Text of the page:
Religion was another point of contention between Wagner and Nietzsche. Whilst Wagner’s Parsifal was abundant in Christian imagery with its plot based on the Holy Grail, and advocating chastity and redemption through death, Nietzsche was a militant atheist and famously pronounced that ‘God is dead’; his religious views did not come lightly, for Nietzsche’s father and both grandfathers were all ministers, and his mother a devout Christian.

Nietzsche’s philosophical, religious and musical opinions expressed in The Case of Wagner were the exact antithesis of Schopenhauer’s and therefore Wagner’s too. Brian Magee has said that it seems almost that Nietzsche has simply turned Schopenhauer upside down. Exactly why this would be the case is evident given the personal relationship between Wagner and Nietzsche, and some events of the late 1870s.

Why such a change?

Nietzsche had clearly developed from the young idealistic student living in Wagner’s shadow and had formulated his own ideas. But there is also a hysteria at the root of his writings on Wagner which stemmed from something more personal.

The greatest affront between the two occurred in 1877. Nietzsche went to the doctor as he was going blind, commonly considered to be due to masturbation. Wagner went behind Nietzsche’s back to find out about his condition and urged the doctor to tell Nietzsche to restrain himself. When Nietzsche found out, he said that ‘there’s something sick about this man!’ ‘I worshipped him but I was taken in: he betrayed me’. He was intolerably wounded, and he even considered hurting Wagner.  This proved to be a catalyst in their already deteriorating friendship. [The cause of Nietzsche’s blindness has often been linked to syphilis which was commonly thought to be the cause of his dementia, though research is now showing that there was a strong chance of mis-diagnosis and Nietzsche’s symptoms were more suggestive of other diagnoses including frontotemporal dementia or a meningioma.]

During the later years of Wagner’s life, when he was at the height of his fame, Nietzsche felt that Wagner had betrayed his own ideas of having theatre truly subversive of the false values of society. He described the première of The Ring as a sporting event, and when it came to the première of Parsifal in 1882, Nietzsche claimed that he would only come if Wagner personally invited him as an honoured guest. This reaction shows Nietzsche’s jealousy and resentment – for years he had had Wagner to himself, and felt that Wagner was now simply succumbing to the whims of rich patrons. To compound this jealousy, Nietzsche convinced himself that Wagner had ‘stolen’ Nietzsche’s audience and those under his influence. Whilst Wagner was becoming increasing renowned and celebrated, Nietzsche never enjoyed fame in his lifetime. Unfortunately, many of Nietzsche’s comments render it hard to regard him as anything beyond a narcissist who felt under-appreciated.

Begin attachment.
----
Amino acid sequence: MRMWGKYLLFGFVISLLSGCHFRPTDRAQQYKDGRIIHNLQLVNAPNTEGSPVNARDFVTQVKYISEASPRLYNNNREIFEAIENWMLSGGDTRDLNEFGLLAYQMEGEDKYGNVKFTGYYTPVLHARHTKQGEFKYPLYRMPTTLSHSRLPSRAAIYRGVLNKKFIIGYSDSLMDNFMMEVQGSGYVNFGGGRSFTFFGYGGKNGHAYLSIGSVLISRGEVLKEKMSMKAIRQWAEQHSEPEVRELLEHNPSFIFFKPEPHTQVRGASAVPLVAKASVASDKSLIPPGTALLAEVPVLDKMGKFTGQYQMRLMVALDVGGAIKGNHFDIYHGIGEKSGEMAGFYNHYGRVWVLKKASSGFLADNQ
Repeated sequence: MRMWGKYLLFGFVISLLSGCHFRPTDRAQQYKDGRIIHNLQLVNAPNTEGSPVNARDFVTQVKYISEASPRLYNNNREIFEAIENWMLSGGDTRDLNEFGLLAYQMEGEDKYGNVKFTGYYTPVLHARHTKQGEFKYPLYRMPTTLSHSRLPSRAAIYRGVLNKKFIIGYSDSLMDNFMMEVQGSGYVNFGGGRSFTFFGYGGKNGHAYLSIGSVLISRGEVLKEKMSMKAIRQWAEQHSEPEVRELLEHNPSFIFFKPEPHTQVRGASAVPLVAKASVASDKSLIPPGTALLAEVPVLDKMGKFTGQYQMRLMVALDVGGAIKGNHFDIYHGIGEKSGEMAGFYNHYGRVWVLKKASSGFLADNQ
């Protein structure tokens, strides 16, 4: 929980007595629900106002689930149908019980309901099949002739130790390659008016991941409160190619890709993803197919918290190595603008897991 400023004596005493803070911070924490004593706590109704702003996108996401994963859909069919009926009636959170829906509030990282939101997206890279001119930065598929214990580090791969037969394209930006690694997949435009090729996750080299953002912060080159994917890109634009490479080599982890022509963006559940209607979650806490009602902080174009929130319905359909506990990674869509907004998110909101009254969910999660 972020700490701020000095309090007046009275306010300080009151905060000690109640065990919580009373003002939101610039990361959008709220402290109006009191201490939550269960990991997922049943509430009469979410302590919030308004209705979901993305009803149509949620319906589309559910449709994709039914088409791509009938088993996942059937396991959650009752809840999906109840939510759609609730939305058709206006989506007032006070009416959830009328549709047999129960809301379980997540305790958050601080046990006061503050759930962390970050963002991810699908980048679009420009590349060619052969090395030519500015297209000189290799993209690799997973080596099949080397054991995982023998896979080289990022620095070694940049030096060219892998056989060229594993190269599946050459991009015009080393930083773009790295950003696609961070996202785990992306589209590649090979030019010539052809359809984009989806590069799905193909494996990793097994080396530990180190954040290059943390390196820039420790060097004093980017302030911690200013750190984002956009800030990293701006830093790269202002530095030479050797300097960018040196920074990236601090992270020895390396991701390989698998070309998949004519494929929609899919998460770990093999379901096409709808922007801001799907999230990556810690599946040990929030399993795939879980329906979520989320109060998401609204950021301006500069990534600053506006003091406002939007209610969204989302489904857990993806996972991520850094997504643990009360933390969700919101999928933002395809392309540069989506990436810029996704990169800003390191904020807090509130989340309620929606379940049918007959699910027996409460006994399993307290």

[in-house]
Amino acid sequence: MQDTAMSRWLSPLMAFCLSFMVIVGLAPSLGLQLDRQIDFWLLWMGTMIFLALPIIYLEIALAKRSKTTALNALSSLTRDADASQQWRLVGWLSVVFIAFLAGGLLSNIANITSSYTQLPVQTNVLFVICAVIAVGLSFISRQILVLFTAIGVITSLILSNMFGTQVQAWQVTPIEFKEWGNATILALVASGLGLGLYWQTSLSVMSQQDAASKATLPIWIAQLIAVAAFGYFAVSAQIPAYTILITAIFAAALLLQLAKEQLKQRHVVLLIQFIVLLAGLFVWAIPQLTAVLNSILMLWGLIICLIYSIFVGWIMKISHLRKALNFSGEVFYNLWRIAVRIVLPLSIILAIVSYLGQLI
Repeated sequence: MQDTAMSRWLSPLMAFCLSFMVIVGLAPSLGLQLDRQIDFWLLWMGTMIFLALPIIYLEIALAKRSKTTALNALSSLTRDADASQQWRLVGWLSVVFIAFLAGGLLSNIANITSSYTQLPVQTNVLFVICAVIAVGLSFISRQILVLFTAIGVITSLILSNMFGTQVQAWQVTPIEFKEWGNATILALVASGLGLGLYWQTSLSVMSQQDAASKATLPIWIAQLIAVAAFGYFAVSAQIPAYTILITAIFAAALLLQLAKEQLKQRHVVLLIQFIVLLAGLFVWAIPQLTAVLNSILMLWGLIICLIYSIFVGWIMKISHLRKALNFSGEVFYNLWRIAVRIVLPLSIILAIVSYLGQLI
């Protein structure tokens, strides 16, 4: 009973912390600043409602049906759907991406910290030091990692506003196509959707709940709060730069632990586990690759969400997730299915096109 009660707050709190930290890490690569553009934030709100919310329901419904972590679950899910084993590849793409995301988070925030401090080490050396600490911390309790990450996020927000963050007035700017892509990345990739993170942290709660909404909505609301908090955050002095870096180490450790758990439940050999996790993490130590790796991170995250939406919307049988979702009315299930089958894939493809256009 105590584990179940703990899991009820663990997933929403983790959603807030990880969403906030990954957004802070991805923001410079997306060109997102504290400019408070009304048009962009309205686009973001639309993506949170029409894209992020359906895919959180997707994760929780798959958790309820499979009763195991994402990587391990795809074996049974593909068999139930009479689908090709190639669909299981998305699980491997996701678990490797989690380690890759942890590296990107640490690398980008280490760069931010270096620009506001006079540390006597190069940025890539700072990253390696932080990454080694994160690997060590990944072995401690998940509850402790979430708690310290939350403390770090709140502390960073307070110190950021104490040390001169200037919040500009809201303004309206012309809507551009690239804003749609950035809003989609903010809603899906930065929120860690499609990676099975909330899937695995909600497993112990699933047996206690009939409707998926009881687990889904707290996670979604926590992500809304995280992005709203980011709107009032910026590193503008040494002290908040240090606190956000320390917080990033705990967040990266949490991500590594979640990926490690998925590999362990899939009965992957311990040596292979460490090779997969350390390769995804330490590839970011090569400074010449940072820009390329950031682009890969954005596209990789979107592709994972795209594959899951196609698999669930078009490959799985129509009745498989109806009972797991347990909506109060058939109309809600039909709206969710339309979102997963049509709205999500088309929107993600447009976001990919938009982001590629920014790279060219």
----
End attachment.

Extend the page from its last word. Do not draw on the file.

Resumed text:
A one-sided friendship

The relationship between Nietzsche and Wagner was almost a Gesamtkunstwerk in itself, centered on philosophy, religion, and music; the ultimate tenets of nineteenth-century German art and society. It was also entirely one-sided; whilst Wagner was Nietzsche’s greatest influence, and his presence loomed in every one of Nietzsche’s works, Nietzsche had absolutely no perceptible influence on Wagner whatsoever. The asymmetry of their relationship from the outset was a recipe for friction; their ages, positions in life, and temperament were diametrically opposite, and for Nietzsche, Wagner held a position of dominance in every respect. This alone did not necessarily imply such a rift would develop, but by the time of the break, Nietzsche felt he had been betrayed by Wagner both artistically and personally; a betrayal which was never to overcome.

Was Nietzsche’s sense of betrayal justified? Certainly it was on a personal level, although his comments are so marred by jealousy over Wagner’s success and power that it is hard to completely side with Nietzsche. Artistically, Wagner may have deviated from his original conceptions of art, but once he discovered Schopenhauer, his aesthetic outlook was wholly unified. Instead, it was Nietzsche’s views that changed, rather than Wagner betraying his own ideals. Such a powerful attack as that of The Case of Wagner descends from more than straight-forward artistic differences; Nietzsche himself admitted the year after Wagner’s death that it was ‘hard to be for six years the enemy of a man whom one has revered above all others’. Thus, as Brian Magee says, Nietzsche’s encounter with Wagner destroyed the ‘possibility of belief in a certain destiny for himself…he was unable to come to terms with it, and for him the problem was solved only by madness’.


Recommended reading: Brian Magee, Wagner and Philosophy (London: Penguin, 2001)